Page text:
Legal Articles and Guides
Personal Injury Law
A settlement between thousands of sick gold miners and the mining industry is possible before the end of the year, according to one of the attorneys for the sick mineworkers, notes a GroundUp report. Upwards of 100 000 mineworkers and former mineworkers, and their dependents, are claiming damages for contracting silicosis and/or TB from exposure to dust underground.
An academic, who chose to return to his family home to deal with the trauma of being accidentally exposed to HIV, has succeeded in showing his subsequent dismissal by the Vaal University of Technology was unfair. Labour Court Judge Anton Steenkamp ruled in favour of Dr Pieter Wynand Conradie.
The owners of a Cape Town home where a toddler suffered severe brain damage after falling into the pool have won their fight to avoid paying tens of millions of rands in damages, notes a TimesLIVE report. They went to the SCA after the Western Cape High Court said they should bear two-thirds of the liability for the accident because they had been negligent in leaving the pool gate open.
The Road Accident Fund (RAF) has urged accident victims to claim directly from it, rather than turning to lawyers for assistance, says a report in The Mercury. The RAF’s Phumelela Dhlomo said the advantages of claiming directly far outweighed the disadvantages, as claims were processed a lot faster.
The Western Cape High Court has ordered Prasa to pay full damages to commuter Masibulele Rautini (27) for the serious injuries he sustained after being thrown off a fast-moving train while travelling to work in 2011. Three men armed with a gun and knife had demanded passengers’ cellphones and wallets, Rautini told the court, according to a Cape Times report.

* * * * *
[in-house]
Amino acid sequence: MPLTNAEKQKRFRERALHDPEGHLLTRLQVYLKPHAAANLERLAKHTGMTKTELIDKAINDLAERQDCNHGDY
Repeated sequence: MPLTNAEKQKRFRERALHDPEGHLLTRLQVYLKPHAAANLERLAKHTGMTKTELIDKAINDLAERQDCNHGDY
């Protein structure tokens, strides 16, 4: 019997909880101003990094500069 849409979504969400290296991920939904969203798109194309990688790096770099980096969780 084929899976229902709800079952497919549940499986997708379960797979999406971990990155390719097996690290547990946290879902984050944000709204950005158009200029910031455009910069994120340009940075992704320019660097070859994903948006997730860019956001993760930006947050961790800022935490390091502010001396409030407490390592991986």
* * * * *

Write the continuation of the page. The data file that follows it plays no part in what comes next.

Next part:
The defendants in the Michael Komape case have already settled about R100 000 of the R3m claimed in damages by the Komape family after five-year-old Michael fell into a pit latrine at school and died. According to a Mail & Guardian Online report, the family, with the help of advocacy group Section27, brought the lawsuit in 2015 against the Department of Basic Education and the Limpopo Department of Education.
Lawyers acting for thousands of miners suffering from silicosis and TB have called on the state to review legislation regulating compensation for those who contract occupational lung diseases on the mines, according to a report in The Star. Richard Spoor, from Richard Spoor Inc, told the Parliament's Mineral Resources Committee that there was an urgent need for the state to reconsider the compensation system.
The R1m defamation lawsuit launched by MTN boss Phuthuma Nhleko against Eskom and its former chief executive, Brian Molefe, has been settled out of court. The Star reports this is despite Molefe dismissing the lawsuit as ‘fake news’. Yesterday, Molefe and Eskom’s lawyer, Byron O’Connor, said the matter was resolved by agreement between the parties.